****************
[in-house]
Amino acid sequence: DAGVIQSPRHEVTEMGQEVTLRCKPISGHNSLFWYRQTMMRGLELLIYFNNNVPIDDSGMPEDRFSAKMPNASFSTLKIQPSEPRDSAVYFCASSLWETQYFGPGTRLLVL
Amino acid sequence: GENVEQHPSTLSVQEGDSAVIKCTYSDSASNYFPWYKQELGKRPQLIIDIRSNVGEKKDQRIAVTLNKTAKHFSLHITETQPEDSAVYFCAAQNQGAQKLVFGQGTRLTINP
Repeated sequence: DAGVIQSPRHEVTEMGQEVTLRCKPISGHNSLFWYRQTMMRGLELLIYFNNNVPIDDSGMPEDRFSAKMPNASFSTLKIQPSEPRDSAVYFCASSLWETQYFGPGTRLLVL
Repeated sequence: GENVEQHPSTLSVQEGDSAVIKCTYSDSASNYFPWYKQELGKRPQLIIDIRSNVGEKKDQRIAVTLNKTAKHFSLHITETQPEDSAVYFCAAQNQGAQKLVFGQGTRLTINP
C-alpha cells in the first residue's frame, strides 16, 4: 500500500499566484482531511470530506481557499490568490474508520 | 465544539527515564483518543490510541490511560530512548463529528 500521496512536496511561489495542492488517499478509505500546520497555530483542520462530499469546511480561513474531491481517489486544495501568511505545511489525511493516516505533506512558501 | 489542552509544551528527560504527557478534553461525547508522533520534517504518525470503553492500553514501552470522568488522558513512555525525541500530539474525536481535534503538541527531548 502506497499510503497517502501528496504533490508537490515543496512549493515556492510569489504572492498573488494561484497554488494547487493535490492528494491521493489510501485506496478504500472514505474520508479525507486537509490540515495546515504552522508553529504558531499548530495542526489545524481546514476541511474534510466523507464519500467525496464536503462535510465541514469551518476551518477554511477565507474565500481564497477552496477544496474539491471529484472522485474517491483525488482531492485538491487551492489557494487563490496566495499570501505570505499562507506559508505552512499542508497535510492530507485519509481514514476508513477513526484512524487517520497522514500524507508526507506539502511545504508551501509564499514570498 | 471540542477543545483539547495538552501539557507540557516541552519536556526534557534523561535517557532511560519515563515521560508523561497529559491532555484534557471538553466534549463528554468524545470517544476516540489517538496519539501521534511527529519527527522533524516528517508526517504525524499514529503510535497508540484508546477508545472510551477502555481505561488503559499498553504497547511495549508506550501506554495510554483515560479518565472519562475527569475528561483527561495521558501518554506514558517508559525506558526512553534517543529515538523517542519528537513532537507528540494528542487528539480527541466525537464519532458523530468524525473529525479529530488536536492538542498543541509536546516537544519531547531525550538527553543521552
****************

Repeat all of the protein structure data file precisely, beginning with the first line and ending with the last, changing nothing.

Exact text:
[in-house]
Amino acid sequence: DAGVIQSPRHEVTEMGQEVTLRCKPISGHNSLFWYRQTMMRGLELLIYFNNNVPIDDSGMPEDRFSAKMPNASFSTLKIQPSEPRDSAVYFCASSLWETQYFGPGTRLLVL
Amino acid sequence: GENVEQHPSTLSVQEGDSAVIKCTYSDSASNYFPWYKQELGKRPQLIIDIRSNVGEKKDQRIAVTLNKTAKHFSLHITETQPEDSAVYFCAAQNQGAQKLVFGQGTRLTINP
Repeated sequence: DAGVIQSPRHEVTEMGQEVTLRCKPISGHNSLFWYRQTMMRGLELLIYFNNNVPIDDSGMPEDRFSAKMPNASFSTLKIQPSEPRDSAVYFCASSLWETQYFGPGTRLLVL
Repeated sequence: GENVEQHPSTLSVQEGDSAVIKCTYSDSASNYFPWYKQELGKRPQLIIDIRSNVGEKKDQRIAVTLNKTAKHFSLHITETQPEDSAVYFCAAQNQGAQKLVFGQGTRLTINP
C-alpha cells in the first residue's frame, strides 16, 4: 500500500499566484482531511470530506481557499490568490474508520 | 465544539527515564483518543490510541490511560530512548463529528 500521496512536496511561489495542492488517499478509505500546520497555530483542520462530499469546511480561513474531491481517489486544495501568511505545511489525511493516516505533506512558501 | 489542552509544551528527560504527557478534553461525547508522533520534517504518525470503553492500553514501552470522568488522558513512555525525541500530539474525536481535534503538541527531548 502506497499510503497517502501528496504533490508537490515543496512549493515556492510569489504572492498573488494561484497554488494547487493535490492528494491521493489510501485506496478504500472514505474520508479525507486537509490540515495546515504552522508553529504558531499548530495542526489545524481546514476541511474534510466523507464519500467525496464536503462535510465541514469551518476551518477554511477565507474565500481564497477552496477544496474539491471529484472522485474517491483525488482531492485538491487551492489557494487563490496566495499570501505570505499562507506559508505552512499542508497535510492530507485519509481514514476508513477513526484512524487517520497522514500524507508526507506539502511545504508551501509564499514570498 | 471540542477543545483539547495538552501539557507540557516541552519536556526534557534523561535517557532511560519515563515521560508523561497529559491532555484534557471538553466534549463528554468524545470517544476516540489517538496519539501521534511527529519527527522533524516528517508526517504525524499514529503510535497508540484508546477508545472510551477502555481505561488503559499498553504497547511495549508506550501506554495510554483515560479518565472519562475527569475528561483527561495521558501518554506514558517508559525506558526512553534517543529515538523517542519528537513532537507528540494528542487528539480527541466525537464519532458523530468524525473529525479529530488536536492538542498543541509536546516537544519531547531525550538527553543521552